Tech laggard Aussie managers with ‘limited’ skills squander growth

“Managers may struggle to reorganise their operations to make the most effective use of adopted technologies.

Grattan Institue CEO Danielle Wood. Natalie Boog

“Firms with stronger management are more likely to make good decisions about whether or not to adopt new technologies and practices, and when and how intensively to adopt them.”

Those firms, the commission said, were also more likely to have the ability make the organisational changes needed to benefit from transformative technologies.

“Despite a huge appetite for digital transformation in many industries, skills and management capability gaps (and a lack of tailored information) has seen some firms lose out from adopting new digital technologies, reducing their willingness to pursue future productivity-enhancing innovation,” the commission said.

Grattan Institute chief executive Danielle Wood said international evidence showed Australian managers were less confident at identifying and adopting technology into workplaces, such as artificial intelligence.

“Technology change is the most important driver of productivity growth over time,” she said.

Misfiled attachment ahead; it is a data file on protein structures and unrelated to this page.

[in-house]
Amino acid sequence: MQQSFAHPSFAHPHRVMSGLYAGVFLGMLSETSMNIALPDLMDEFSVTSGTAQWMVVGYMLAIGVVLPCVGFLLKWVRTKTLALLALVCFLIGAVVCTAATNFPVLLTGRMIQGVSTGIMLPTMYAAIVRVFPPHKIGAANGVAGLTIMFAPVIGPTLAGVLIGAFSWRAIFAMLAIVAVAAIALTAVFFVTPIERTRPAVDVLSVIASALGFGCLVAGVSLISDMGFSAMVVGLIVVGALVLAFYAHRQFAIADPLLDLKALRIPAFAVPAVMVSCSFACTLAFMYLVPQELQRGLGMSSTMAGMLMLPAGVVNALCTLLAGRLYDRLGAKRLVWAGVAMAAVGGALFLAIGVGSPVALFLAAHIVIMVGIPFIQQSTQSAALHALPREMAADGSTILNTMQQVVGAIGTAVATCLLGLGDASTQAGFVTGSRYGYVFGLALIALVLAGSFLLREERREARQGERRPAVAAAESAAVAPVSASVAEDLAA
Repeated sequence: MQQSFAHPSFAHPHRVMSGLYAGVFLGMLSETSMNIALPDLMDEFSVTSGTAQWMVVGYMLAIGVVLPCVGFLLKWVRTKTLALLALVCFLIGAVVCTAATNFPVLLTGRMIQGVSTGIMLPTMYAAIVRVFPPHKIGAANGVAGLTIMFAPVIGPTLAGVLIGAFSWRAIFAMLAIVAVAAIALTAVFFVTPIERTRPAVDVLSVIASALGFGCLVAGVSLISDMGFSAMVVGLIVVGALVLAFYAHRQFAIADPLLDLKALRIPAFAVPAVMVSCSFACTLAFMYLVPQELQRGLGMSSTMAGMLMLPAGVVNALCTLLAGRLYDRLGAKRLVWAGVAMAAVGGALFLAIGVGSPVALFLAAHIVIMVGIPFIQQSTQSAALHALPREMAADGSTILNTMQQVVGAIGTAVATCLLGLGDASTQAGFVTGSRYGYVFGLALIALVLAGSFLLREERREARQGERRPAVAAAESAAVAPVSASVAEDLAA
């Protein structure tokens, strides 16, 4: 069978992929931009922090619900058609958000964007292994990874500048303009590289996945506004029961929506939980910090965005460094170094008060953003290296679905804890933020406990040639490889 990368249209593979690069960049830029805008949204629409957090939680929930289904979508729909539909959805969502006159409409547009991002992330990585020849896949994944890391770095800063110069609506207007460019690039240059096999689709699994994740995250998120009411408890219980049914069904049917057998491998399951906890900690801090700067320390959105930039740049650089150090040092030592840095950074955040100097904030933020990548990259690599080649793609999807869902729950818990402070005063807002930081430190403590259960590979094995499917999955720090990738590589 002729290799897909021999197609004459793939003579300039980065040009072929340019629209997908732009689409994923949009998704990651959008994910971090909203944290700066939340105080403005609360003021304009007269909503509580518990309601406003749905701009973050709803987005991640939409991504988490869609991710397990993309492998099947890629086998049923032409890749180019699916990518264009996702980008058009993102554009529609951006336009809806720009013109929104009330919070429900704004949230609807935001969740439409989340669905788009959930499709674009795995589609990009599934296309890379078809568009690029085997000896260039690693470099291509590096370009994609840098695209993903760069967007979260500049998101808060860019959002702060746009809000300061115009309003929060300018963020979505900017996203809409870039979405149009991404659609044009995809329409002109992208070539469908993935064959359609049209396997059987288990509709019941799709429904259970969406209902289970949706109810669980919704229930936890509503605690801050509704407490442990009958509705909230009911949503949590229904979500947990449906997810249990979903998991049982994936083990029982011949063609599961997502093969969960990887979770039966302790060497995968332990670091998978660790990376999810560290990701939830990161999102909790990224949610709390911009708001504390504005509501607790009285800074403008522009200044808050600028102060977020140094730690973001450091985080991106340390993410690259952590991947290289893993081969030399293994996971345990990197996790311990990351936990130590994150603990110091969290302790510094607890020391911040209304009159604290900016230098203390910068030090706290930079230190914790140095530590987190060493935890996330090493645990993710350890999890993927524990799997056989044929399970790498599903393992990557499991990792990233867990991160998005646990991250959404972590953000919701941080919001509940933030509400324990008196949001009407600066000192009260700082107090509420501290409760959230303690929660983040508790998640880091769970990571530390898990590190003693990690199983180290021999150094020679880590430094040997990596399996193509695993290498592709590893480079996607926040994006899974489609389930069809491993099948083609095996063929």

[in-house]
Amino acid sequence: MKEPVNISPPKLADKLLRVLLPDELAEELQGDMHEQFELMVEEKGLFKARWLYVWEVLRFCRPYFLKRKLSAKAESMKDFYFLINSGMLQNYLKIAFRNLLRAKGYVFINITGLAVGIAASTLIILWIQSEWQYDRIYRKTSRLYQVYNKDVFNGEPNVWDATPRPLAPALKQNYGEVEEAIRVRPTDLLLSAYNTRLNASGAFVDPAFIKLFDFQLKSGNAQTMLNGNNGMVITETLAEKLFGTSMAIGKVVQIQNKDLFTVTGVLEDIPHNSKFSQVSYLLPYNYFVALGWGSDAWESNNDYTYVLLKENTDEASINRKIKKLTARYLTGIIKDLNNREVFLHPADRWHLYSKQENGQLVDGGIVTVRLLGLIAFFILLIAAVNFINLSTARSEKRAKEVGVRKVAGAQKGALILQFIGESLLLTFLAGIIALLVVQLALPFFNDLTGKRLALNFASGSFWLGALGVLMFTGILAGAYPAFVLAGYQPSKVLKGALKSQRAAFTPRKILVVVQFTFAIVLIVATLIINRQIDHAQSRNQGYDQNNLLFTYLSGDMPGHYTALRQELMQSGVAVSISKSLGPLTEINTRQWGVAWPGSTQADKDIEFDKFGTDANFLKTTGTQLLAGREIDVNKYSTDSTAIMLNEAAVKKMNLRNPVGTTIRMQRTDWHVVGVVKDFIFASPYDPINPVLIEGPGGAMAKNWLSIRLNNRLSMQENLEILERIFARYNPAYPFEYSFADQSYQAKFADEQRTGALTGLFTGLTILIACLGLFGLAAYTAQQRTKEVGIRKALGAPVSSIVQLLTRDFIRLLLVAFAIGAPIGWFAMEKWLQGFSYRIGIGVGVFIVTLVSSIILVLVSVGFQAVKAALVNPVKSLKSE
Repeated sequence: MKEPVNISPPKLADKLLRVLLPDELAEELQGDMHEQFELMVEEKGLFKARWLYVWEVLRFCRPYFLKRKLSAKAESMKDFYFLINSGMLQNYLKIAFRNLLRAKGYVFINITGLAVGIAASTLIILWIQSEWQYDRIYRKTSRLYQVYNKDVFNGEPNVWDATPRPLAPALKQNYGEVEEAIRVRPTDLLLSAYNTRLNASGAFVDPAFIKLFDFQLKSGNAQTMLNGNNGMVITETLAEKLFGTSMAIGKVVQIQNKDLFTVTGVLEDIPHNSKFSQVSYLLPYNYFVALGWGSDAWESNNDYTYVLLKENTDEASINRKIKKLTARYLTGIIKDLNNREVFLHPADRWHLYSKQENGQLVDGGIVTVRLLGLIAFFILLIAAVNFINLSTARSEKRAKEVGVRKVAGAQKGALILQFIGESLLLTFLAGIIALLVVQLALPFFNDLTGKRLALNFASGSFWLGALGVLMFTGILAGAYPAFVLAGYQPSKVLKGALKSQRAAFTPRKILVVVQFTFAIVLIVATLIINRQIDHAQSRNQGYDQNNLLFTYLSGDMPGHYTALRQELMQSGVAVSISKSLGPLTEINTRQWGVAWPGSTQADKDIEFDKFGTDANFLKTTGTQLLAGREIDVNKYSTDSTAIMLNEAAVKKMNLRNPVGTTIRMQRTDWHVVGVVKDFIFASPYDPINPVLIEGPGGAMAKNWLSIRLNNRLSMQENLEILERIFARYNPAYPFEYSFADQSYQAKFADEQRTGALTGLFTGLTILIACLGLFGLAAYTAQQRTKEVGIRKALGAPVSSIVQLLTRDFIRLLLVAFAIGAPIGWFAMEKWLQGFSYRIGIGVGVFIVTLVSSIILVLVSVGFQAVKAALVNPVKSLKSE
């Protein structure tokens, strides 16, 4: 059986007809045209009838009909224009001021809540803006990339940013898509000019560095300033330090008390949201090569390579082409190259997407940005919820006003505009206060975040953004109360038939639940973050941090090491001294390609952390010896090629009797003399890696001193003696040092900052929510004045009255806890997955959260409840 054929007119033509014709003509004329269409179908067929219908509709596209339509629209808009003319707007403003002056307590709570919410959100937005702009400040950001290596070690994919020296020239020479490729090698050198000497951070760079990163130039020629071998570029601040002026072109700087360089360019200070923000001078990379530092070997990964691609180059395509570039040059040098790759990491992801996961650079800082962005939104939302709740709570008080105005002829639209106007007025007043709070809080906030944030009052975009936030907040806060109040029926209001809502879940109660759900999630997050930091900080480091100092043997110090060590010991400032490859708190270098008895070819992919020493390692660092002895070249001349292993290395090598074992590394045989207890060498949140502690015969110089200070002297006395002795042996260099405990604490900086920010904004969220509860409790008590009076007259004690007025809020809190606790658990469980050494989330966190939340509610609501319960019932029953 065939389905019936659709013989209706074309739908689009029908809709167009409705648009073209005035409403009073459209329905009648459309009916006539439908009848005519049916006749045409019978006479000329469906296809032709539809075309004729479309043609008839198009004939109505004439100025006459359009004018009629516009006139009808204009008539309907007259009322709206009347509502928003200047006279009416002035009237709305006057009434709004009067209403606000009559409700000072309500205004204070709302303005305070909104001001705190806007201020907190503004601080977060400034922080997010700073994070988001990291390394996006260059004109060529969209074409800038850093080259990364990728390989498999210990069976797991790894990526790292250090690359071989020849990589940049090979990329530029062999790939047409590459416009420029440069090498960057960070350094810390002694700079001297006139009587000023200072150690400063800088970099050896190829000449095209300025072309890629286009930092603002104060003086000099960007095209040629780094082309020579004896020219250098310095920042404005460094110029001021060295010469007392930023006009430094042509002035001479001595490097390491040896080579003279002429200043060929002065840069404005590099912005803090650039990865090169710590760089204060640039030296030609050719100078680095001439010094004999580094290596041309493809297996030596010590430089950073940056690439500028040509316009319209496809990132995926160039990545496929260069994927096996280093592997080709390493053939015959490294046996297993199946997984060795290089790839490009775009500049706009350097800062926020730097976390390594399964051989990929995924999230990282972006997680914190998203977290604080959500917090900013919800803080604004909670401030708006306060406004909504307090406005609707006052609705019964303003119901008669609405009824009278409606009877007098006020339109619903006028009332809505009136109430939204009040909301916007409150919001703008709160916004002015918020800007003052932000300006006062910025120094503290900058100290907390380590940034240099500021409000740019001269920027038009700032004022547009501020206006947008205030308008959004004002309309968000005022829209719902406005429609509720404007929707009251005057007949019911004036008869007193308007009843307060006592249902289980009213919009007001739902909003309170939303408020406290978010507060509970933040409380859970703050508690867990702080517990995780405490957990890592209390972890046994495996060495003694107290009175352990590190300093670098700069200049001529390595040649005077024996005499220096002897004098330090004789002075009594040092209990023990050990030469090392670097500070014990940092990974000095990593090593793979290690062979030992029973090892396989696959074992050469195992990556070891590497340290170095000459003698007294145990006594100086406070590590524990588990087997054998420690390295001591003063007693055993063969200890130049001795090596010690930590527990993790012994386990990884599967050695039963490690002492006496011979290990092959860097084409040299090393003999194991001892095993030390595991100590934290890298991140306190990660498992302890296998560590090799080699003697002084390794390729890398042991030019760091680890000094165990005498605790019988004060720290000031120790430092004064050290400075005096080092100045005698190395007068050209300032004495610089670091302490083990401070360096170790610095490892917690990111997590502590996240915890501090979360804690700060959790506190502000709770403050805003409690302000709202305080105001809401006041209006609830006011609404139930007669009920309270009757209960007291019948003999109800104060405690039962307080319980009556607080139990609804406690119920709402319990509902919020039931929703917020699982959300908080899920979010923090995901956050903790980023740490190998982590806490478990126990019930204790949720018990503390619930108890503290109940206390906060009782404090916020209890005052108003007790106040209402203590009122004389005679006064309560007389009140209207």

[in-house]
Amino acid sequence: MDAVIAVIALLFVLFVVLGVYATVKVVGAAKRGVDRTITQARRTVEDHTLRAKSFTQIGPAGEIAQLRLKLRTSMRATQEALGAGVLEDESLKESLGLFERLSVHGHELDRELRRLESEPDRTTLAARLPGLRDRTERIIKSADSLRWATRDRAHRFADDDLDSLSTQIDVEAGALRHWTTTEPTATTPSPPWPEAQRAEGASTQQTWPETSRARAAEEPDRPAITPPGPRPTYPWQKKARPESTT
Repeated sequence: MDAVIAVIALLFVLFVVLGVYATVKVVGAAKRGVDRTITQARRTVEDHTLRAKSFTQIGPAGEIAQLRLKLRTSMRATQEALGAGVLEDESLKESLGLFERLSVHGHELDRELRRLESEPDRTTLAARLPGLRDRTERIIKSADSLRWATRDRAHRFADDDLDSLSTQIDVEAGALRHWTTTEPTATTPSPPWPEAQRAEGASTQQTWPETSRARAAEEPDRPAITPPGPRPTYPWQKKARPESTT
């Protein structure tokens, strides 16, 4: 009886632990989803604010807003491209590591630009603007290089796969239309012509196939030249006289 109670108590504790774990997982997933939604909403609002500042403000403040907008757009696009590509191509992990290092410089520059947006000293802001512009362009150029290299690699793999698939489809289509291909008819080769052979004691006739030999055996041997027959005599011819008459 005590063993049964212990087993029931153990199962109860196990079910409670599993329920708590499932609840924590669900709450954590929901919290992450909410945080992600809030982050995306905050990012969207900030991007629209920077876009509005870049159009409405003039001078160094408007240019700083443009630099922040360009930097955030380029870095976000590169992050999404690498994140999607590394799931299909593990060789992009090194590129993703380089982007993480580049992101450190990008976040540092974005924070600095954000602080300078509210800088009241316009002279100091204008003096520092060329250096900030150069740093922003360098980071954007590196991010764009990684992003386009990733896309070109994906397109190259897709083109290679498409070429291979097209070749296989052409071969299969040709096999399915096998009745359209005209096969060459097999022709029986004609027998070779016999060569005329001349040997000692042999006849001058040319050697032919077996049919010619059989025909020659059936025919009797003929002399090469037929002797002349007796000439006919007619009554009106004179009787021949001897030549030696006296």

“Business always reminds us they are the drivers of the economy, so when productivity is not going well we should self-reflect on what business can do.”

SMEs struggle

The Organisation for Economic Co-operation and Development estimates that the productivity gains from upskilling managers could be three times higher than for upskilling workers.

A recent survey of 1500 Australian small and medium enterprises by accounting software provider MYOB found 59 per cent of surveyed firms reported that adopted digital solutions were hindering them in some way, suggesting that the firm had not successfully integrated the innovation into its existing processes.

Moreover, 42 per cent of surveyed businesses had given up on using some digital business solutions.

“This points to the risk that persistent gaps in management capability may lead some firms to ‘over adopt’, or fail to benefit from adopted technologies, potentially deterring future innovation,” the commission said.

“Moreover, limited management capability may mean firms fail to fully realise the benefits of their technology innovations, even when the firm is at or near the global technology frontier.

Management capability in Australian manufacturing lags behind global peers in the United States, Japan, Germany, Sweden, the United Kingdom and France, according to international research cited by the commission.

“There appears good scope for Australian firms to move closer to the best practice management frontier,” the commission said.

The survey excluded other sectors that Australia is internationally strong in, such as mining and finance.

“Government training support should focus on transferable skills that augment the absorptive capacity of firms, such as digital and management skills,” the commission recommended.

Source link

We will be happy to hear your thoughts

Leave a reply